The Mighty Colorado River – Emerald Cove, AZ

After a fun night out on the town and exploring Las Vegas, we woke up to a new task, to find Emerald Cove on the mighty Colorado River. On the drive there, it took us right by the Hoover Dam, which if you haven’t been, it is quite awe-inspiring! The road opens up and paints beautiful high desert scenes. In the end, we found Emerald Cove…but oh boy was the trip everything but expected! — Scroll to the bottom to see the amazing emerald color water.

Without knowing exactly where Emerald Cove is located, we set out…looking through blogs and other like sources to find the location. We found a local marina that rents kayaks, and we hit the river. After what seemed to be a half-hour, my cousin Justin upset his kayak and ended up flipping it. The contents of his kayak were floating around, and Justin was halfway submerged in the crispy, cold 55 degree waters of the Colorado River – so cold because they are released from the bottom of the Hoover Dam. At this point we were about an hour paddle from the end if you were going at a leisure/moderate pace.

Justin in the river 🙂

A couple girls that were going down the river came over to help, as did a motor boat that was strolling through the steep canyon walled river section. In the meantime, John and I pulled our boats over to the shore and sat them on a large rock. Somehow, Johns boat became dislodged and went into the middle of the river. The motorboat picked that boat up as well and John and I were both now on the rock with one kayak. This whole situation had us cracking up, this was our first outdoor adventure with my cousin…and to present still the only one!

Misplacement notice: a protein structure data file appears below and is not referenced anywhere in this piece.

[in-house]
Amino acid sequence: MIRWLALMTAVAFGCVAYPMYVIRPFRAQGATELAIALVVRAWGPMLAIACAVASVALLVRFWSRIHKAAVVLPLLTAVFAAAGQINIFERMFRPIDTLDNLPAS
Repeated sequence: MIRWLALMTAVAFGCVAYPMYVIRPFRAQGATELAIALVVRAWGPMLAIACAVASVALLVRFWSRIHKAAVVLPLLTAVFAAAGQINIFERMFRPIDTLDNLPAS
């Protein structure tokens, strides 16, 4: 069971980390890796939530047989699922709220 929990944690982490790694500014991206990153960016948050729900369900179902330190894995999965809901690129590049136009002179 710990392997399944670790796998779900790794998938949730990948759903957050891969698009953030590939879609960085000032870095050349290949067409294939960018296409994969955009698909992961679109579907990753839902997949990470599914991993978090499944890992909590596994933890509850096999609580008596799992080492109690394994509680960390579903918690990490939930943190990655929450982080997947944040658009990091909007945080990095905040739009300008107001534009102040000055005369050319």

Willow Beach Gauging Station was added to the National Register of Historic Places in 1986

The motorboat, with my cousin Justin on it took off down river and passed us on the rock. We were waiving and yelling…but the boat captain had other ideas and Justin was busy helping them tie their fishing line. We were chuckling, thinking of all the times our trips didn’t go quite as we planned. The light-hearted presence started to fade, and we started thinking seriously about what our next steps should be. We sat without contact for about 30 minutes, not knowing where Justin may be. Finally, another boat came by and asked if we were okay, we discussed the situation and then they took John up river to see if he could find Justin…taking with him our last remaining kayak. From this point, about an hour passes and I am alone with some locals (big horn sheep) and a small amount of water in the bottle. It was peaceful, but uneasy at the same time as I was on an exposed rock in the sun…without a kayak, food, and limited water.

The big horn sheep – shaky Iphone picture

Finally, as there was only an hour until our boats were due in before they close…I see two dots on the horizon as the sun hits the water in a dark, orange glow. It was Justin and John, waving their paddles and making really good time back. We recovered on the rock, drank the rest of the water, and took off for the docks.